Formula One is introducing double points for the final race this year, 2014. The idea is that if one driver, such as Sebastian Vettel, dominates the championship, as he has done for the last 4 years, there is now more of a chance that one of the other drivers can overcome their deficit in the final race. Thus livening up the championship, and thereby helping the final few races to draw crowds, viewers, and thereby make money.
The idea of double points for the last race has been dreamed up, so it goes, by the F1 ‘supremo’, or overlord, Bernie Ecclestone. And while everyone else in F1 may think that this double points scheme is a bad idea, they are probably not brave enough to say this directly to Bernie. Why bite the hand that feeds you?!
But I am just a blogger, so I can say what I like….
And I say that DOUBLE POINTS FOR THE FINAL RACE IS A TERRIBLE IDEA. It could prove disastrous for F1.
The problem, very simply, is that this system makes it possible for the best overall driver to not win the championship. Whoever might normally, by the previous system, have established the most points over the whole season, and thus be deemed, fairly, to be the most successful, could now be usurped by a driver would would normally come second or third overall.
So, for 2014, there is the possibility that there is a nominal championship winner as well as a driver who is understood by all to have essentially won. That is, there could be a driver who can hold the championship dish aloft, and be named 2014 F1 World Champion, and there could be another driver who we all consider to be the real winner. In such a case, the record books would thus say one thing while everyone knows that, in reality, this is not the true or real picture. In such a case, to win the championship would be a sad burden for the driver to carry, because they would know in their hearts that they were not the true champion. That confused and paradoxical state of being is the worst thing that could happen to a sport such as F1. Whilst life may be unfair, conflicted, and wrought with paradoxes, people traditionally look to sport for fairness, simplicity, and meritocracy. Sport and competition are so often a metaphor for how people would like life to be.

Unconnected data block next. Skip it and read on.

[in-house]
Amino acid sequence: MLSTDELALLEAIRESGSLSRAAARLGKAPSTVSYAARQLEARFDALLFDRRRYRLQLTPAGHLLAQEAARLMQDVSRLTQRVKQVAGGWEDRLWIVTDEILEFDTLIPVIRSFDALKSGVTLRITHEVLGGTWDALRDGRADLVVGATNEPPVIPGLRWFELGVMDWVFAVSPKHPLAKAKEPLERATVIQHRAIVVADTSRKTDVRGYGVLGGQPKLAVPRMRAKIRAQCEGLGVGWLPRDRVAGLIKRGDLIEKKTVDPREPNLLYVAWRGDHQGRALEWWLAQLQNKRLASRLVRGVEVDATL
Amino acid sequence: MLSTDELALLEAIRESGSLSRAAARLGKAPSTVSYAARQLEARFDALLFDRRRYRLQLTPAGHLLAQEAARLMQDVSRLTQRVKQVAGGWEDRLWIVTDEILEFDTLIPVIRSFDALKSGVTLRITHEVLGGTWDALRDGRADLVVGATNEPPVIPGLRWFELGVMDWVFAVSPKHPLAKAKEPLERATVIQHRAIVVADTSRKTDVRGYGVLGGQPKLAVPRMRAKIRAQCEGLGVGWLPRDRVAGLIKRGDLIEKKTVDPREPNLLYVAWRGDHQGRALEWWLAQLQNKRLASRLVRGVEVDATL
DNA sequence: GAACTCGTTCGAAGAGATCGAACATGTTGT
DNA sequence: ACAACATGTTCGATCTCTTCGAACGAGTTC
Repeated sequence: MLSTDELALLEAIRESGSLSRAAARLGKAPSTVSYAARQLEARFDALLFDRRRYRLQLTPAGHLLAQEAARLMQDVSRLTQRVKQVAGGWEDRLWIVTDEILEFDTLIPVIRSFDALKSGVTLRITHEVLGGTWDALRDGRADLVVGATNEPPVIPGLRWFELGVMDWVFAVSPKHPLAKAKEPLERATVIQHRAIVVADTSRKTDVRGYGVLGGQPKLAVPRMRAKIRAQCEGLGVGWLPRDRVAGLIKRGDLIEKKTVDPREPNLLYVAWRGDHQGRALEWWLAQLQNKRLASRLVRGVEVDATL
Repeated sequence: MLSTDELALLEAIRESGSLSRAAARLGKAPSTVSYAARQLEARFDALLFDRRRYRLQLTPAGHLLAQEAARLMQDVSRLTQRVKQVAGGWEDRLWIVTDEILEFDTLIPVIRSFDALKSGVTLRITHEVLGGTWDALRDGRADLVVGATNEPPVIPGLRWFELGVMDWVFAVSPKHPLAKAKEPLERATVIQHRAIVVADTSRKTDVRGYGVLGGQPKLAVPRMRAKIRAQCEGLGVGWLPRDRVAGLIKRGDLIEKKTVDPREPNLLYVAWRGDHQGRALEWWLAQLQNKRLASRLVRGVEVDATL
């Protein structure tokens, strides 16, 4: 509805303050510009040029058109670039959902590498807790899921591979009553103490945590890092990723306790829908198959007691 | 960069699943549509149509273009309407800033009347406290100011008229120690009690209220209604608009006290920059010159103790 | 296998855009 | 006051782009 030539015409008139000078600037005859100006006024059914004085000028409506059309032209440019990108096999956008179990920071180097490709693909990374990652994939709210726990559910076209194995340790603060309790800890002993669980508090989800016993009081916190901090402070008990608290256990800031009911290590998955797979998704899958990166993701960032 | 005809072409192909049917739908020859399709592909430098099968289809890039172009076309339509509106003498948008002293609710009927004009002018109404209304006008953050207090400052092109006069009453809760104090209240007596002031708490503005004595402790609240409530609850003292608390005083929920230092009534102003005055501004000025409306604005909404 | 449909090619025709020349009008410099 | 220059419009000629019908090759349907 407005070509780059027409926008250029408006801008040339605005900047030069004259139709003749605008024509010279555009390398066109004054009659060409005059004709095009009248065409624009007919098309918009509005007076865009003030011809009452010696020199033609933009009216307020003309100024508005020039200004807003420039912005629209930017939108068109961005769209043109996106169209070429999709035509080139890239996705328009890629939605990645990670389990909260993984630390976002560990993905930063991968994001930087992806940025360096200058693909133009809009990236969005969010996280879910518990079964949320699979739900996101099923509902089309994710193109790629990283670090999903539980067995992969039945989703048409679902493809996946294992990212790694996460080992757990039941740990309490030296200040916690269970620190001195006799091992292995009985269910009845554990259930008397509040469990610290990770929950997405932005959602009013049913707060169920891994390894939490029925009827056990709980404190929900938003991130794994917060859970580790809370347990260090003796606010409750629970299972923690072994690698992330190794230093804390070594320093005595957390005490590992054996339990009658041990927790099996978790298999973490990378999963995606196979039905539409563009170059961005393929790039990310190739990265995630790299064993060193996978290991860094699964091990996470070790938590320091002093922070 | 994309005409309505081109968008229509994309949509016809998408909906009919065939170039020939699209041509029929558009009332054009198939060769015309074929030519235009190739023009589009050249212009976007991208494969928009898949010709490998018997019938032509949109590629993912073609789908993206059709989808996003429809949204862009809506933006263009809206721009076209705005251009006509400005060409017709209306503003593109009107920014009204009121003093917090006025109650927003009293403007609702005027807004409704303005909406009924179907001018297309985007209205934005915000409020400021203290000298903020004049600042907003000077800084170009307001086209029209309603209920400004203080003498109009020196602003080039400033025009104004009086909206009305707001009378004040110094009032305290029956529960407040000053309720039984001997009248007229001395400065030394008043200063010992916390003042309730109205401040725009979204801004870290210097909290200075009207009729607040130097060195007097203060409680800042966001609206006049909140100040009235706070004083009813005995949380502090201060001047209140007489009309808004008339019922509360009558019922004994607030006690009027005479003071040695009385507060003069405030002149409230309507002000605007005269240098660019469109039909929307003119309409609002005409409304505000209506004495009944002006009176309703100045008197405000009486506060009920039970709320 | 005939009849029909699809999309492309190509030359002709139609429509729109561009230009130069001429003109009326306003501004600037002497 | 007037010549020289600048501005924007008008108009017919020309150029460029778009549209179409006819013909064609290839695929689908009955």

It is very likely that the 2014 F1 season unfolds in such a way that this possible pitfall is not a clincher. But there is just the faint possibility that it does not. If the championship is very closely contested for the last few races, as they quite often are, there is the chance that the final race will loom in people’s minds as a travesty; an almost arbitrary joke of a finale to an otherwise competitive season. Reckon on that!